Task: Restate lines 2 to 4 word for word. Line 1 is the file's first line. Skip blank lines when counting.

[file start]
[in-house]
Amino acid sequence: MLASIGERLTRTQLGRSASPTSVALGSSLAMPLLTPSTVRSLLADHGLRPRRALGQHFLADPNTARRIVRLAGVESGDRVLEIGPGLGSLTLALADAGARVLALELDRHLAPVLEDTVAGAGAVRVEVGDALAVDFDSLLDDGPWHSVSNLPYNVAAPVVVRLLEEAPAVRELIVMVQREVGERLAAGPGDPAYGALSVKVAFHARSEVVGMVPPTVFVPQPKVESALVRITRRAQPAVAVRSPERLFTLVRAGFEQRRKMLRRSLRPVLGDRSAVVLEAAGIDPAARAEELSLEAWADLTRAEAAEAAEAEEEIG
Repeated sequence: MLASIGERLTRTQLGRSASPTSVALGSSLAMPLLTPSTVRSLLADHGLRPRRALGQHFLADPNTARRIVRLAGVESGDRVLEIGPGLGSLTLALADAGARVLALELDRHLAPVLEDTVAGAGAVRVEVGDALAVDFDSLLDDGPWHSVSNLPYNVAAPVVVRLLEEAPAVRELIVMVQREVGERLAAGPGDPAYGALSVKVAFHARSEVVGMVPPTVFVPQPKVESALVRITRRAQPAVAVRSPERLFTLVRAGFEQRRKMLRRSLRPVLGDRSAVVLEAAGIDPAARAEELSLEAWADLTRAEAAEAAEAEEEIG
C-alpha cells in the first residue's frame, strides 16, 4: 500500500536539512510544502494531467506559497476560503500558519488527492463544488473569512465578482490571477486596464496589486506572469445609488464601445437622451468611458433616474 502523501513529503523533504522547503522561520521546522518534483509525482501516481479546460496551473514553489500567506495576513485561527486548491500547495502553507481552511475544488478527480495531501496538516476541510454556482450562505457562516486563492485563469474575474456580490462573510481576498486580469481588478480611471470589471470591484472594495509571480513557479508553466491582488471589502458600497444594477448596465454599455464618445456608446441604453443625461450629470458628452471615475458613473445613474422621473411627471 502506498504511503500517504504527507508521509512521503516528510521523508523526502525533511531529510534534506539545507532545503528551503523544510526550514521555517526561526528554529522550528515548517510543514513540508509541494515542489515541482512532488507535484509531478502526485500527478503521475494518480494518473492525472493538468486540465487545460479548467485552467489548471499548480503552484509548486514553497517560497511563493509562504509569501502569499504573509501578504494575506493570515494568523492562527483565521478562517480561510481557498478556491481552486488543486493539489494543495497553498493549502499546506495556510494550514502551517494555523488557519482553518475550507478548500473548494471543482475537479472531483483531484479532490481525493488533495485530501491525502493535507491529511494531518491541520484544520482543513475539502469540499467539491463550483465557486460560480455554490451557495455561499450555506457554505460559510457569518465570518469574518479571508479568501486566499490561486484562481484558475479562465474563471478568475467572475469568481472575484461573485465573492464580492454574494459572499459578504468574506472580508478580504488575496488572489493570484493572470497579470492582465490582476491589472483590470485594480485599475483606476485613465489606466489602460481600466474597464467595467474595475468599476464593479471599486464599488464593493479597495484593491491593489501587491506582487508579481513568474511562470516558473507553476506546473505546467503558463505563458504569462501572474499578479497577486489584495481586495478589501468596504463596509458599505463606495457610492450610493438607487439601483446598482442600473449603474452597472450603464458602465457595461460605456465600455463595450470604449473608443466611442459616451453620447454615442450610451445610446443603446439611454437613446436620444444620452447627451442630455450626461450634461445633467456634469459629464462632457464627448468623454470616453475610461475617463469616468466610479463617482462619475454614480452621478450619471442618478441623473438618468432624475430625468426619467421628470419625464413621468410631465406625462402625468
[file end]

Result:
Amino acid sequence: MLASIGERLTRTQLGRSASPTSVALGSSLAMPLLTPSTVRSLLADHGLRPRRALGQHFLADPNTARRIVRLAGVESGDRVLEIGPGLGSLTLALADAGARVLALELDRHLAPVLEDTVAGAGAVRVEVGDALAVDFDSLLDDGPWHSVSNLPYNVAAPVVVRLLEEAPAVRELIVMVQREVGERLAAGPGDPAYGALSVKVAFHARSEVVGMVPPTVFVPQPKVESALVRITRRAQPAVAVRSPERLFTLVRAGFEQRRKMLRRSLRPVLGDRSAVVLEAAGIDPAARAEELSLEAWADLTRAEAAEAAEAEEEIG
Repeated sequence: MLASIGERLTRTQLGRSASPTSVALGSSLAMPLLTPSTVRSLLADHGLRPRRALGQHFLADPNTARRIVRLAGVESGDRVLEIGPGLGSLTLALADAGARVLALELDRHLAPVLEDTVAGAGAVRVEVGDALAVDFDSLLDDGPWHSVSNLPYNVAAPVVVRLLEEAPAVRELIVMVQREVGERLAAGPGDPAYGALSVKVAFHARSEVVGMVPPTVFVPQPKVESALVRITRRAQPAVAVRSPERLFTLVRAGFEQRRKMLRRSLRPVLGDRSAVVLEAAGIDPAARAEELSLEAWADLTRAEAAEAAEAEEEIG
C-alpha cells in the first residue's frame, strides 16, 4: 500500500536539512510544502494531467506559497476560503500558519488527492463544488473569512465578482490571477486596464496589486506572469445609488464601445437622451468611458433616474 502523501513529503523533504522547503522561520521546522518534483509525482501516481479546460496551473514553489500567506495576513485561527486548491500547495502553507481552511475544488478527480495531501496538516476541510454556482450562505457562516486563492485563469474575474456580490462573510481576498486580469481588478480611471470589471470591484472594495509571480513557479508553466491582488471589502458600497444594477448596465454599455464618445456608446441604453443625461450629470458628452471615475458613473445613474422621473411627471 502506498504511503500517504504527507508521509512521503516528510521523508523526502525533511531529510534534506539545507532545503528551503523544510526550514521555517526561526528554529522550528515548517510543514513540508509541494515542489515541482512532488507535484509531478502526485500527478503521475494518480494518473492525472493538468486540465487545460479548467485552467489548471499548480503552484509548486514553497517560497511563493509562504509569501502569499504573509501578504494575506493570515494568523492562527483565521478562517480561510481557498478556491481552486488543486493539489494543495497553498493549502499546506495556510494550514502551517494555523488557519482553518475550507478548500473548494471543482475537479472531483483531484479532490481525493488533495485530501491525502493535507491529511494531518491541520484544520482543513475539502469540499467539491463550483465557486460560480455554490451557495455561499450555506457554505460559510457569518465570518469574518479571508479568501486566499490561486484562481484558475479562465474563471478568475467572475469568481472575484461573485465573492464580492454574494459572499459578504468574506472580508478580504488575496488572489493570484493572470497579470492582465490582476491589472483590470485594480485599475483606476485613465489606466489602460481600466474597464467595467474595475468599476464593479471599486464599488464593493479597495484593491491593489501587491506582487508579481513568474511562470516558473507553476506546473505546467503558463505563458504569462501572474499578479497577486489584495481586495478589501468596504463596509458599505463606495457610492450610493438607487439601483446598482442600473449603474452597472450603464458602465457595461460605456465600455463595450470604449473608443466611442459616451453620447454615442450610451445610446443603446439611454437613446436620444444620452447627451442630455450626461450634461445633467456634469459629464462632457464627448468623454470616453475610461475617463469616468466610479463617482462619475454614480452621478450619471442618478441623473438618468432624475430625468426619467421628470419625464413621468410631465406625462402625468